WASHINGTON – Very few filmmakers qualify as modern-day auteurs, a.k.a. authors whose signature style drips from every frame. Many of today’s filmmakers are either invisible (merely servicing the script with no discernible visual icons) or overly flashy (with a lot of flair but not much to say). It takes that rare voice to demand our attention through the highs and lows of a career by weaving consistent trademarks toward a larger body of work that’s significant in its totality.
Wes Anderson is one of those filmmakers.
Since his “Bottle Rocket” (1996) debut, he’s had a remarkable trajectory, from the coming-of-age gem “Rushmore” (1998) to the masterpiece family dramedy “The Royal Tenenbaums” (2001), from the notorious stumble “The Life Aquatic with Steve Zissou” (2004) to the baggage-shedding recovery of “The Darjeeling Limited” (2007), from the fantastic stop-motion interlude “Fantastic Mr. Fox” (2009) to the glorious ode to young love at summer camp “Moonrise Kingdom” (2012).
Friday, his eighth feature film arrives with raving anticipation from his most hardcore fans and reluctant timidity from more casual fans who are slowly warming up to his style.
Based on the writings of Stefan Zweig, “The Grand Budapest Hotel” explores a giant European hotel in the fictional country of Zubrowka set between the two World Wars. The place might as well be Neushwanstein with its giant perch atop the German mountains where Anderson shot on location. It’s here that the hotel’s mysterious concierge M. Gustave (Ralph Fiennes) mentors a young lobby boy named Zero (Tony Revolori), who helps him snatch a priceless painting called “Boy With Apple” amid a dispute over the inheritance of Gustove’s late elderly lover, Madame D (Tilda Swinton).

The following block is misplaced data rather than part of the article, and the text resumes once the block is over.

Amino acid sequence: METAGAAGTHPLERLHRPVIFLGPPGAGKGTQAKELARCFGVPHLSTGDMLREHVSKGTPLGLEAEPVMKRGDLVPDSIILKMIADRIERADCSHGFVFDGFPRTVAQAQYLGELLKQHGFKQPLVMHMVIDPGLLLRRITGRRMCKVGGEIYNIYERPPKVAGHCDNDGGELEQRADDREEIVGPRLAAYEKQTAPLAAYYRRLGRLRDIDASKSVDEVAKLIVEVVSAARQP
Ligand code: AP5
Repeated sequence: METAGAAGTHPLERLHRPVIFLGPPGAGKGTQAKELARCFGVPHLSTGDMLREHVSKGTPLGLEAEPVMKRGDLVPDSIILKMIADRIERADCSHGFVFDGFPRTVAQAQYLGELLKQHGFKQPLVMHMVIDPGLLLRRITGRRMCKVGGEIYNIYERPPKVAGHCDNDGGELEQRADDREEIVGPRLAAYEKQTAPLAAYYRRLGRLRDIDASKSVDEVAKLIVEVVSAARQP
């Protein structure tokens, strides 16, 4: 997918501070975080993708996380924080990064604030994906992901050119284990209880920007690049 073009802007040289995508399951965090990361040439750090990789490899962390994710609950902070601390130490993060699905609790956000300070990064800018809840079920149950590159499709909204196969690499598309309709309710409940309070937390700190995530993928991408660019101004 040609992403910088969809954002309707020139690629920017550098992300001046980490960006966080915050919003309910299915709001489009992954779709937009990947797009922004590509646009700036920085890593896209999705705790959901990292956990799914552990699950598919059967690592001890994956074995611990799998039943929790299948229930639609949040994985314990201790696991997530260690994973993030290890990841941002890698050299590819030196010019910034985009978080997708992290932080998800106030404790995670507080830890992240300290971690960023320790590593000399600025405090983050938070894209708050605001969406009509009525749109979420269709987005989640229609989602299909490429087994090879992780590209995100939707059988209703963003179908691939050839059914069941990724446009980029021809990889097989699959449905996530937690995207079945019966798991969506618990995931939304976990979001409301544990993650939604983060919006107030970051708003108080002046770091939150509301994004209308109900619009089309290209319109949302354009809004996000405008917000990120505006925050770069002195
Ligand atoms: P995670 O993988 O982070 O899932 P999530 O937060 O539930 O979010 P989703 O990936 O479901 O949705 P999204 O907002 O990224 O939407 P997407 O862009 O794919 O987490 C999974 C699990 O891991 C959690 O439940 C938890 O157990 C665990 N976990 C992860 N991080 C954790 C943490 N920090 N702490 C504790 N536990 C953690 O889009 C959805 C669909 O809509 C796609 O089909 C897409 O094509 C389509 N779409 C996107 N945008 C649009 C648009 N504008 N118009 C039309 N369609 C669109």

While “Monuments Men” (2 out of 4 stars) couldn’t decide between drama or comedy in its wartime tale of stolen artwork, Anderson goes full throttle into screwball farce, from a hilarious jailbreak that recalls “The Great Escape” (1963) to a stop-motion skiing finale that recalls the climax of Chaplin’s “The Gold Rush” (1925). In between, there are numerous laugh- out-loud moments, including the best series of compounding jokes since “Austin Powers,” as various hotel concierges call one another, each interrupting a vital task that’s handed to a protege with the instruction: “Take over.”
While the overall tone follows the whimsy of such “take over” jokes, Anderson is keenly aware of the literal “takeover” that’s about to happen, with melancholic hints at the coming of Hitler and Stalin. Anderson nimbly walks the line between comedy and tragedy thanks to his clever casting swap from recent Holocaust flicks. For his hero, he casts the villain from “Schindler’s List” (1993) — Ralph Fiennes. For his villain, he casts the hero of “The Pianist” (2002) — Adrien Brody. The juxtaposition is a fun reminder to viewers that the same actor can just as easily play the other side of the coin.
Fiennes is a real treat to watch, showing a charming alternative to his more dramatic roles like Charles Van Doren in “Quiz Show” (1994) or Voldemort in “Harry Potter and the Deathly Hallows” (2010). His comedic timing makes for a number of side-splitting exchanges with Young Zero:
GUSTAVE: “She was dynamite in the sack.”
ZERO: “She was 84.”
GUSTAVE:: “I’ve had older.”
This mentor-mentee relationship is the glue that carries an otherwise breakneck pace with famous faces appearing with reckless abandon. The deep cast includes Edward Norton, Jeff Goldblum, Harvey Keitel, Jude Law, F. Murray Abraham, Owen Wilson, Jason Schwartzman and Bill Murray.
But wait, there’s more. Willem Dafoe steals the show as Brody’s S.S.-style henchman who sucker-punches anyone in his path, unbuttons a special pouch on his leather jacket for a bottle of booze, and pursues Goldblum through a museum with “nail-biting” results.